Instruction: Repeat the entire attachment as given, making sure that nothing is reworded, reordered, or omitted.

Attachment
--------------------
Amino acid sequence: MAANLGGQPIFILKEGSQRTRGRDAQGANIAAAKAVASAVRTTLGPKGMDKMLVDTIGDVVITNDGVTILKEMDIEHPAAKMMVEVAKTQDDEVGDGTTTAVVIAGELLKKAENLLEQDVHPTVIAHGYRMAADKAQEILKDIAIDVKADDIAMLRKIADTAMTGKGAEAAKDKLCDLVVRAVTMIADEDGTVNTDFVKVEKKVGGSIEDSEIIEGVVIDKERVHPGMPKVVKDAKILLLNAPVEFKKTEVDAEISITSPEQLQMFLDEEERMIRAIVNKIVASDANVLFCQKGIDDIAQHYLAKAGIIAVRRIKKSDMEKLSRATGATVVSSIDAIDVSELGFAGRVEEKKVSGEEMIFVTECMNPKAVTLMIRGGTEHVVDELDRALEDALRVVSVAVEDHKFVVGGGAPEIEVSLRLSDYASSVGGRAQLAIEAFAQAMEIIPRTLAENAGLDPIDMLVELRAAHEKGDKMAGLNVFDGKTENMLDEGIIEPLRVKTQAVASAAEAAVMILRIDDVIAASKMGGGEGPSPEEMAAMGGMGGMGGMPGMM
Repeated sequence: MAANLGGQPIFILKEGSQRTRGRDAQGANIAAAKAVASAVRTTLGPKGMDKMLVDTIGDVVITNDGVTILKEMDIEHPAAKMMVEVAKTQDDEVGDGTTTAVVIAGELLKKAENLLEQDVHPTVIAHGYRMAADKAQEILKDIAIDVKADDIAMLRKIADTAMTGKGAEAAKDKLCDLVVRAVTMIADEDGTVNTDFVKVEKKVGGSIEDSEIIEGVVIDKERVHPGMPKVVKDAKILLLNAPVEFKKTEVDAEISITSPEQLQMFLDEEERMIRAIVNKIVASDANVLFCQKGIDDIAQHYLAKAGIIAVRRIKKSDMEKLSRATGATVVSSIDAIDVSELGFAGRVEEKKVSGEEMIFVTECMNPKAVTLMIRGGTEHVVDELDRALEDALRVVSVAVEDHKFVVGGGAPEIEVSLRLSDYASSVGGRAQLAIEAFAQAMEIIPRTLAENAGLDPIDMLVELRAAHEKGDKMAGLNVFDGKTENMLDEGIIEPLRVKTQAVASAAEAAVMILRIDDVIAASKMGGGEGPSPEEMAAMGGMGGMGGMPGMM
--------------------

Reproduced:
Amino acid sequence: MAANLGGQPIFILKEGSQRTRGRDAQGANIAAAKAVASAVRTTLGPKGMDKMLVDTIGDVVITNDGVTILKEMDIEHPAAKMMVEVAKTQDDEVGDGTTTAVVIAGELLKKAENLLEQDVHPTVIAHGYRMAADKAQEILKDIAIDVKADDIAMLRKIADTAMTGKGAEAAKDKLCDLVVRAVTMIADEDGTVNTDFVKVEKKVGGSIEDSEIIEGVVIDKERVHPGMPKVVKDAKILLLNAPVEFKKTEVDAEISITSPEQLQMFLDEEERMIRAIVNKIVASDANVLFCQKGIDDIAQHYLAKAGIIAVRRIKKSDMEKLSRATGATVVSSIDAIDVSELGFAGRVEEKKVSGEEMIFVTECMNPKAVTLMIRGGTEHVVDELDRALEDALRVVSVAVEDHKFVVGGGAPEIEVSLRLSDYASSVGGRAQLAIEAFAQAMEIIPRTLAENAGLDPIDMLVELRAAHEKGDKMAGLNVFDGKTENMLDEGIIEPLRVKTQAVASAAEAAVMILRIDDVIAASKMGGGEGPSPEEMAAMGGMGGMGGMPGMM
Repeated sequence: MAANLGGQPIFILKEGSQRTRGRDAQGANIAAAKAVASAVRTTLGPKGMDKMLVDTIGDVVITNDGVTILKEMDIEHPAAKMMVEVAKTQDDEVGDGTTTAVVIAGELLKKAENLLEQDVHPTVIAHGYRMAADKAQEILKDIAIDVKADDIAMLRKIADTAMTGKGAEAAKDKLCDLVVRAVTMIADEDGTVNTDFVKVEKKVGGSIEDSEIIEGVVIDKERVHPGMPKVVKDAKILLLNAPVEFKKTEVDAEISITSPEQLQMFLDEEERMIRAIVNKIVASDANVLFCQKGIDDIAQHYLAKAGIIAVRRIKKSDMEKLSRATGATVVSSIDAIDVSELGFAGRVEEKKVSGEEMIFVTECMNPKAVTLMIRGGTEHVVDELDRALEDALRVVSVAVEDHKFVVGGGAPEIEVSLRLSDYASSVGGRAQLAIEAFAQAMEIIPRTLAENAGLDPIDMLVELRAAHEKGDKMAGLNVFDGKTENMLDEGIIEPLRVKTQAVASAAEAAVMILRIDDVIAASKMGGGEGPSPEEMAAMGGMGGMGGMPGMM